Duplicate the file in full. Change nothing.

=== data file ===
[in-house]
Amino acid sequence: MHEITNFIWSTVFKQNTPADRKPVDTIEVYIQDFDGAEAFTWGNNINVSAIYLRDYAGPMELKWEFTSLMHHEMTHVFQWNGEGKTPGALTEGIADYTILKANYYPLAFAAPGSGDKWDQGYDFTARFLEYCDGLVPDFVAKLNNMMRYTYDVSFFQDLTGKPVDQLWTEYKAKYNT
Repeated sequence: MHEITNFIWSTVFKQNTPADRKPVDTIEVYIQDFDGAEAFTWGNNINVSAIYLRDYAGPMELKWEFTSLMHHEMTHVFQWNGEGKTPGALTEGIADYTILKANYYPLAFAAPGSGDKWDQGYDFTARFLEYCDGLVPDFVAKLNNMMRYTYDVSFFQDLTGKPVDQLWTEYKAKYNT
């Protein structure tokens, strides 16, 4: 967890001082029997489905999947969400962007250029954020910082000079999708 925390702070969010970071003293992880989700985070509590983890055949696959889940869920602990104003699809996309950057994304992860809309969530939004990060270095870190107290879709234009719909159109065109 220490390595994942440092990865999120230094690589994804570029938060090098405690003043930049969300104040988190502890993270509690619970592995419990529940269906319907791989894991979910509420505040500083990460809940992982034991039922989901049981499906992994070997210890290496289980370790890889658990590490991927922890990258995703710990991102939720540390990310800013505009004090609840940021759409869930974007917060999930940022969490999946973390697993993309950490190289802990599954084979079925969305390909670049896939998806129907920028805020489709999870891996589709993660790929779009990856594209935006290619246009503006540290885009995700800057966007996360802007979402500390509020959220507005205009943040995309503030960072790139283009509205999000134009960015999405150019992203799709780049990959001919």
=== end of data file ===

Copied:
[in-house]
Amino acid sequence: MHEITNFIWSTVFKQNTPADRKPVDTIEVYIQDFDGAEAFTWGNNINVSAIYLRDYAGPMELKWEFTSLMHHEMTHVFQWNGEGKTPGALTEGIADYTILKANYYPLAFAAPGSGDKWDQGYDFTARFLEYCDGLVPDFVAKLNNMMRYTYDVSFFQDLTGKPVDQLWTEYKAKYNT
Repeated sequence: MHEITNFIWSTVFKQNTPADRKPVDTIEVYIQDFDGAEAFTWGNNINVSAIYLRDYAGPMELKWEFTSLMHHEMTHVFQWNGEGKTPGALTEGIADYTILKANYYPLAFAAPGSGDKWDQGYDFTARFLEYCDGLVPDFVAKLNNMMRYTYDVSFFQDLTGKPVDQLWTEYKAKYNT
């Protein structure tokens, strides 16, 4: 967890001082029997489905999947969400962007250029954020910082000079999708 925390702070969010970071003293992880989700985070509590983890055949696959889940869920602990104003699809996309950057994304992860809309969530939004990060270095870190107290879709234009719909159109065109 220490390595994942440092990865999120230094690589994804570029938060090098405690003043930049969300104040988190502890993270509690619970592995419990529940269906319907791989894991979910509420505040500083990460809940992982034991039922989901049981499906992994070997210890290496289980370790890889658990590490991927922890990258995703710990991102939720540390990310800013505009004090609840940021759409869930974007917060999930940022969490999946973390697993993309950490190289802990599954084979079925969305390909670049896939998806129907920028805020489709999870891996589709993660790929779009990856594209935006290619246009503006540290885009995700800057966007996360802007979402500390509020959220507005205009943040995309503030960072790139283009509205999000134009960015999405150019992203799709780049990959001919």